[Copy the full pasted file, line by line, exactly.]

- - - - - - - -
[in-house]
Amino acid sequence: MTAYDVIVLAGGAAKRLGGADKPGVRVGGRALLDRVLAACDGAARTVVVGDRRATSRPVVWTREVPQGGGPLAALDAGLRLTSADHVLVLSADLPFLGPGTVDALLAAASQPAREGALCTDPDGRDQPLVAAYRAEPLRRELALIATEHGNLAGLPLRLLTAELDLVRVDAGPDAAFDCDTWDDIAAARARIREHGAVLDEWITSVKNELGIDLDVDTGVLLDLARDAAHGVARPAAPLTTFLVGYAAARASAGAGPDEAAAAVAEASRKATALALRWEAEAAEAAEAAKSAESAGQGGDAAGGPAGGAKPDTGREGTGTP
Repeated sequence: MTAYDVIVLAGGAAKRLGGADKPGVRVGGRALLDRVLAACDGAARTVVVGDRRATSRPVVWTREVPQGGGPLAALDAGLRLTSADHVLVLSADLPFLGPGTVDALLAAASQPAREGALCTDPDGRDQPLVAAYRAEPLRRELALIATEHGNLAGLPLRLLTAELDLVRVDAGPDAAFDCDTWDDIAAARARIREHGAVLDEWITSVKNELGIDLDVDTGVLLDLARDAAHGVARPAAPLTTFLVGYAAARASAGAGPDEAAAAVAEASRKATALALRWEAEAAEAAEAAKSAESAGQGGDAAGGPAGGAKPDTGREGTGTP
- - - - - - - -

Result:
[in-house]
Amino acid sequence: MTAYDVIVLAGGAAKRLGGADKPGVRVGGRALLDRVLAACDGAARTVVVGDRRATSRPVVWTREVPQGGGPLAALDAGLRLTSADHVLVLSADLPFLGPGTVDALLAAASQPAREGALCTDPDGRDQPLVAAYRAEPLRRELALIATEHGNLAGLPLRLLTAELDLVRVDAGPDAAFDCDTWDDIAAARARIREHGAVLDEWITSVKNELGIDLDVDTGVLLDLARDAAHGVARPAAPLTTFLVGYAAARASAGAGPDEAAAAVAEASRKATALALRWEAEAAEAAEAAKSAESAGQGGDAAGGPAGGAKPDTGREGTGTP
Repeated sequence: MTAYDVIVLAGGAAKRLGGADKPGVRVGGRALLDRVLAACDGAARTVVVGDRRATSRPVVWTREVPQGGGPLAALDAGLRLTSADHVLVLSADLPFLGPGTVDALLAAASQPAREGALCTDPDGRDQPLVAAYRAEPLRRELALIATEHGNLAGLPLRLLTAELDLVRVDAGPDAAFDCDTWDDIAAARARIREHGAVLDEWITSVKNELGIDLDVDTGVLLDLARDAAHGVARPAAPLTTFLVGYAAARASAGAGPDEAAAAVAEASRKATALALRWEAEAAEAAEAAKSAESAGQGGDAAGGPAGGAKPDTGREGTGTP